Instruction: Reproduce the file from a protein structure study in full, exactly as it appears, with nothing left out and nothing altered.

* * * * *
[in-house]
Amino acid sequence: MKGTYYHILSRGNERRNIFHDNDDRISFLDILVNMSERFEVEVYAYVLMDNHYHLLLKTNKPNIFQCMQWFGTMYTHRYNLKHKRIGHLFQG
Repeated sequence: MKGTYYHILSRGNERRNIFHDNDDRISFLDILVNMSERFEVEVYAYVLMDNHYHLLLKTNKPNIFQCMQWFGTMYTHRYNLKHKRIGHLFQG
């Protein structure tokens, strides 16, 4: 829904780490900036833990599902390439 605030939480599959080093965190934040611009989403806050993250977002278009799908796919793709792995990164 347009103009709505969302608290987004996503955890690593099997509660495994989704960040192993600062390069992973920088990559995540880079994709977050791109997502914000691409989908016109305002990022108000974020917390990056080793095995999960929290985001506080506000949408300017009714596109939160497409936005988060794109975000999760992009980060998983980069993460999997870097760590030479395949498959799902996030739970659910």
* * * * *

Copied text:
[in-house]
Amino acid sequence: MKGTYYHILSRGNERRNIFHDNDDRISFLDILVNMSERFEVEVYAYVLMDNHYHLLLKTNKPNIFQCMQWFGTMYTHRYNLKHKRIGHLFQG
Repeated sequence: MKGTYYHILSRGNERRNIFHDNDDRISFLDILVNMSERFEVEVYAYVLMDNHYHLLLKTNKPNIFQCMQWFGTMYTHRYNLKHKRIGHLFQG
């Protein structure tokens, strides 16, 4: 829904780490900036833990599902390439 605030939480599959080093965190934040611009989403806050993250977002278009799908796919793709792995990164 347009103009709505969302608290987004996503955890690593099997509660495994989704960040192993600062390069992973920088990559995540880079994709977050791109997502914000691409989908016109305002990022108000974020917390990056080793095995999960929290985001506080506000949408300017009714596109939160497409936005988060794109975000999760992009980060998983980069993460999997870097760590030479395949498959799902996030739970659910």